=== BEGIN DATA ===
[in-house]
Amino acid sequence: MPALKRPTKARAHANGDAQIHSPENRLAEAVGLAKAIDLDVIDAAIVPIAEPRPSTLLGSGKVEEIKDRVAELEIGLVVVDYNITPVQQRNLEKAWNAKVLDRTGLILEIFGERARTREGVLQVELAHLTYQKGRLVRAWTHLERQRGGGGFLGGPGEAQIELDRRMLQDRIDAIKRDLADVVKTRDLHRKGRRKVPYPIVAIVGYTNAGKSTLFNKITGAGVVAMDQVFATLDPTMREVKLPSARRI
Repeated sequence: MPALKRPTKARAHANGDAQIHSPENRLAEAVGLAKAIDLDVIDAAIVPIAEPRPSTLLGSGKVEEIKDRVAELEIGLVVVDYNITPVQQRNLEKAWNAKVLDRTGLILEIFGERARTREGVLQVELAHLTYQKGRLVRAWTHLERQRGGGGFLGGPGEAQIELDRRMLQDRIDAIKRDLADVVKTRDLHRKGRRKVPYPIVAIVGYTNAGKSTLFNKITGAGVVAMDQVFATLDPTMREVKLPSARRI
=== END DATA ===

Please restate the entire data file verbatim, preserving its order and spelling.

[in-house]
Amino acid sequence: MPALKRPTKARAHANGDAQIHSPENRLAEAVGLAKAIDLDVIDAAIVPIAEPRPSTLLGSGKVEEIKDRVAELEIGLVVVDYNITPVQQRNLEKAWNAKVLDRTGLILEIFGERARTREGVLQVELAHLTYQKGRLVRAWTHLERQRGGGGFLGGPGEAQIELDRRMLQDRIDAIKRDLADVVKTRDLHRKGRRKVPYPIVAIVGYTNAGKSTLFNKITGAGVVAMDQVFATLDPTMREVKLPSARRI
Repeated sequence: MPALKRPTKARAHANGDAQIHSPENRLAEAVGLAKAIDLDVIDAAIVPIAEPRPSTLLGSGKVEEIKDRVAELEIGLVVVDYNITPVQQRNLEKAWNAKVLDRTGLILEIFGERARTREGVLQVELAHLTYQKGRLVRAWTHLERQRGGGGFLGGPGEAQIELDRRMLQDRIDAIKRDLADVVKTRDLHRKGRRKVPYPIVAIVGYTNAGKSTLFNKITGAGVVAMDQVFATLDPTMREVKLPSARRI